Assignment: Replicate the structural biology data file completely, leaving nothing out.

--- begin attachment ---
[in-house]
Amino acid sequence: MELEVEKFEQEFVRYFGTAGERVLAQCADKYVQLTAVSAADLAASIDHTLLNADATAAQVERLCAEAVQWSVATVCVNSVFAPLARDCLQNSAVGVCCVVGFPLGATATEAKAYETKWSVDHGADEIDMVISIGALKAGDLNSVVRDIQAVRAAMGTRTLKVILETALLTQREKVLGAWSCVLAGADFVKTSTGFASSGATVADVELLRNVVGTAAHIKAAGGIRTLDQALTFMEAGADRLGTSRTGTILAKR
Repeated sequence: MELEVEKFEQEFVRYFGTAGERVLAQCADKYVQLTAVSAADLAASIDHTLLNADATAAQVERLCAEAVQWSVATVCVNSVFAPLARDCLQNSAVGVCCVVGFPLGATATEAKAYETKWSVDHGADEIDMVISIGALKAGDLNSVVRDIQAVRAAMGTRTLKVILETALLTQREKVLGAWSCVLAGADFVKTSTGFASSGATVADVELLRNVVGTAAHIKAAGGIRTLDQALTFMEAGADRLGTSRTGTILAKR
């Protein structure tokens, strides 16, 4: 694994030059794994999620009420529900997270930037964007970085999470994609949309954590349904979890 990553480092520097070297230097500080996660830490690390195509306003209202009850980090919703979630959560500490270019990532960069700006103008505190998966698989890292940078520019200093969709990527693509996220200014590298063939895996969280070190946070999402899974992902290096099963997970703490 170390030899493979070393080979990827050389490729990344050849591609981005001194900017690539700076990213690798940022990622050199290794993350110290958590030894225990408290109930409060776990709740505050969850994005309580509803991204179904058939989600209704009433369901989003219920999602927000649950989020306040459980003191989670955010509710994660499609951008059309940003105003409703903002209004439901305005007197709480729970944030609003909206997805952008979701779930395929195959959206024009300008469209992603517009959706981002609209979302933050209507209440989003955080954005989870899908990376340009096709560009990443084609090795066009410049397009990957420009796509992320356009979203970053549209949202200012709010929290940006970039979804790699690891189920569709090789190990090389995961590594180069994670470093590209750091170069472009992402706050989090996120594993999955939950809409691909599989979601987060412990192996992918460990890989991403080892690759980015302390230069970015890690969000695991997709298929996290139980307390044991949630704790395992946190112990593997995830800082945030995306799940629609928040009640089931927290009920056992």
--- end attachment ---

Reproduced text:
[in-house]
Amino acid sequence: MELEVEKFEQEFVRYFGTAGERVLAQCADKYVQLTAVSAADLAASIDHTLLNADATAAQVERLCAEAVQWSVATVCVNSVFAPLARDCLQNSAVGVCCVVGFPLGATATEAKAYETKWSVDHGADEIDMVISIGALKAGDLNSVVRDIQAVRAAMGTRTLKVILETALLTQREKVLGAWSCVLAGADFVKTSTGFASSGATVADVELLRNVVGTAAHIKAAGGIRTLDQALTFMEAGADRLGTSRTGTILAKR
Repeated sequence: MELEVEKFEQEFVRYFGTAGERVLAQCADKYVQLTAVSAADLAASIDHTLLNADATAAQVERLCAEAVQWSVATVCVNSVFAPLARDCLQNSAVGVCCVVGFPLGATATEAKAYETKWSVDHGADEIDMVISIGALKAGDLNSVVRDIQAVRAAMGTRTLKVILETALLTQREKVLGAWSCVLAGADFVKTSTGFASSGATVADVELLRNVVGTAAHIKAAGGIRTLDQALTFMEAGADRLGTSRTGTILAKR
């Protein structure tokens, strides 16, 4: 694994030059794994999620009420529900997270930037964007970085999470994609949309954590349904979890 990553480092520097070297230097500080996660830490690390195509306003209202009850980090919703979630959560500490270019990532960069700006103008505190998966698989890292940078520019200093969709990527693509996220200014590298063939895996969280070190946070999402899974992902290096099963997970703490 170390030899493979070393080979990827050389490729990344050849591609981005001194900017690539700076990213690798940022990622050199290794993350110290958590030894225990408290109930409060776990709740505050969850994005309580509803991204179904058939989600209704009433369901989003219920999602927000649950989020306040459980003191989670955010509710994660499609951008059309940003105003409703903002209004439901305005007197709480729970944030609003909206997805952008979701779930395929195959959206024009300008469209992603517009959706981002609209979302933050209507209440989003955080954005989870899908990376340009096709560009990443084609090795066009410049397009990957420009796509992320356009979203970053549209949202200012709010929290940006970039979804790699690891189920569709090789190990090389995961590594180069994670470093590209750091170069472009992402706050989090996120594993999955939950809409691909599989979601987060412990192996992918460990890989991403080892690759980015302390230069970015890690969000695991997709298929996290139980307390044991949630704790395992946190112990593997995830800082945030995306799940629609928040009640089931927290009920056992």